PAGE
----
Court of Appeal

In the Court of Appeal the defendant argued that the primary judge was bound to follow Old with respect to the validity of the offer of compromise, and the offer could not take effect as a Calderbank as a matter of construction.

On the other hand, the plaintiff argued that Old was incorrectly decided and should be overruled and that an offer containing terms “the defendant to pay the plaintiff’s costs as agreed or assessed” was an offer exclusive of costs. The plaintiff also sought to rely on the offer as a Calderbank offer if it was not a valid offer of compromise.

The Court of Appeal held that the primary judge was in error in not following Old. The Old offer was in terms relevantly identical to the offer in this case and there was no basis for a distinction to be made. The court found that rule 20.26(2) requires an offer to not deal with costs at all. This is because the subrules of rule 42 deal with the cost consequences of non-acceptance of an offer as well as the cost consequences when an offer is accepted. Rule 42.13A(2) provides for a costs order to be made in favour of the plaintiff after acceptance of the offer,  but importantly also contains a discretion for the court to make a contrary order.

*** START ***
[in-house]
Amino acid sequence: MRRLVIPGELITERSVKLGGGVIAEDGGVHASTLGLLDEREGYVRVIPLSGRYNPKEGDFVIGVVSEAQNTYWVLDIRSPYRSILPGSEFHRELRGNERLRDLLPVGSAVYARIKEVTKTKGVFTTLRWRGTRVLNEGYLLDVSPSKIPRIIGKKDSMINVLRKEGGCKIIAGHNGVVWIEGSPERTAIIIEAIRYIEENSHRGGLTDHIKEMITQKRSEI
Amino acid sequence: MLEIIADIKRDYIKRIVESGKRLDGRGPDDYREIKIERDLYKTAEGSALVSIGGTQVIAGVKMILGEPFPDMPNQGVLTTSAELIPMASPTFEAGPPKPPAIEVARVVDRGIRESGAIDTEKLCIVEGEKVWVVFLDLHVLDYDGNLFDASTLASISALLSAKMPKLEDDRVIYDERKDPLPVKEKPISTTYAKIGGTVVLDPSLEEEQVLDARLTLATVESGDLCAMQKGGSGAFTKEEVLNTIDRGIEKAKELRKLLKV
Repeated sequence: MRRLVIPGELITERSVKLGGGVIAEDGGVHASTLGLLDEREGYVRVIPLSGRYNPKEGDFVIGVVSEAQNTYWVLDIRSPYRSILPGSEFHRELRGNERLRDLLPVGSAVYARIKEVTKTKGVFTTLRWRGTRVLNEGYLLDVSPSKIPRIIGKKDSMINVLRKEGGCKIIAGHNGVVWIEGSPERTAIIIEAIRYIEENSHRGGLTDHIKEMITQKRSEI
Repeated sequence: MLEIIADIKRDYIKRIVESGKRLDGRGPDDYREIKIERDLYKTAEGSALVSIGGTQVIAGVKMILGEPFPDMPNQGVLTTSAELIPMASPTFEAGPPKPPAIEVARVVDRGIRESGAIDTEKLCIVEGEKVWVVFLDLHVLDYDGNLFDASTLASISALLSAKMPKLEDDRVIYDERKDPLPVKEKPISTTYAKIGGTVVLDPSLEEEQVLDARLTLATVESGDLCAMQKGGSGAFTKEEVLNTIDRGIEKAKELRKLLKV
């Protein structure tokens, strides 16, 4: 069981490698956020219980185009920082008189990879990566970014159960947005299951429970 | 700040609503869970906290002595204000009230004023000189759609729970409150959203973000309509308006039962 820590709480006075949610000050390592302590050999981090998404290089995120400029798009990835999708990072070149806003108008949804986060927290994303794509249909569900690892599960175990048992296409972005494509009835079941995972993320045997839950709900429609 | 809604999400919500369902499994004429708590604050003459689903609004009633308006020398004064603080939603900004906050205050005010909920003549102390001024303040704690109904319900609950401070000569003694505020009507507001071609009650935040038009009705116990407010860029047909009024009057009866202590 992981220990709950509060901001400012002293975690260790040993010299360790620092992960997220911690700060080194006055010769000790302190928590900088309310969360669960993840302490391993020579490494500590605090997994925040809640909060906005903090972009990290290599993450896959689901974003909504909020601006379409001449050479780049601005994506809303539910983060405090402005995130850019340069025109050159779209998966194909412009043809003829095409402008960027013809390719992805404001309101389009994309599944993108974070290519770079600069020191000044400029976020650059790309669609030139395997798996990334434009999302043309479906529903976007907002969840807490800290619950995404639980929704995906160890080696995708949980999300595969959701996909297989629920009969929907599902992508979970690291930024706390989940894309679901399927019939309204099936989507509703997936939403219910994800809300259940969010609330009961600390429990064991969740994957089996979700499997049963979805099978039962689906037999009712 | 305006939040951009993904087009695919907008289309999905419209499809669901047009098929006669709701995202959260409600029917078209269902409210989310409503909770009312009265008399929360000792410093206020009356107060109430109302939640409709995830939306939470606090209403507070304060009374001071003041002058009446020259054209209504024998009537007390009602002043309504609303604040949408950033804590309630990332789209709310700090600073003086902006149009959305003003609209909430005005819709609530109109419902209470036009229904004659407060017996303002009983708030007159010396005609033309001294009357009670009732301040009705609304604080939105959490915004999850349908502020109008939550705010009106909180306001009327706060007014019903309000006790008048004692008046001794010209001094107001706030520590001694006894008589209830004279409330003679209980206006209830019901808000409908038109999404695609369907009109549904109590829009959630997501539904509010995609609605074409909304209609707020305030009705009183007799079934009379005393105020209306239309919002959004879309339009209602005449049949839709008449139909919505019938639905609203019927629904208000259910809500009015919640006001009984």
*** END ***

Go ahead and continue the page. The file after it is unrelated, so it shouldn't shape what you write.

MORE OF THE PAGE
Simply put, if an offer includes a term for payment of costs, it removes that residual discretion of the court, and is thus inconsistent with the system for making offers as envisioned by the rules. The Court of Appeal found that this approach is consistent with the decision in Dean v Stockland Property Management Pty Ltd (No 2)[2010] NSWCA 141.

In relation to the Calderbank submissions, the Court of Appeal found that there was nothing in the offer to indicate that the plaintiff intended to rely on the offer in relation to the question of costs should a verdict more favourable than the offer be achieved. This is a critical component of a Calderbank offer and the Court of Appeal determined that without it an offer cannot take effect as a Calderbank offer.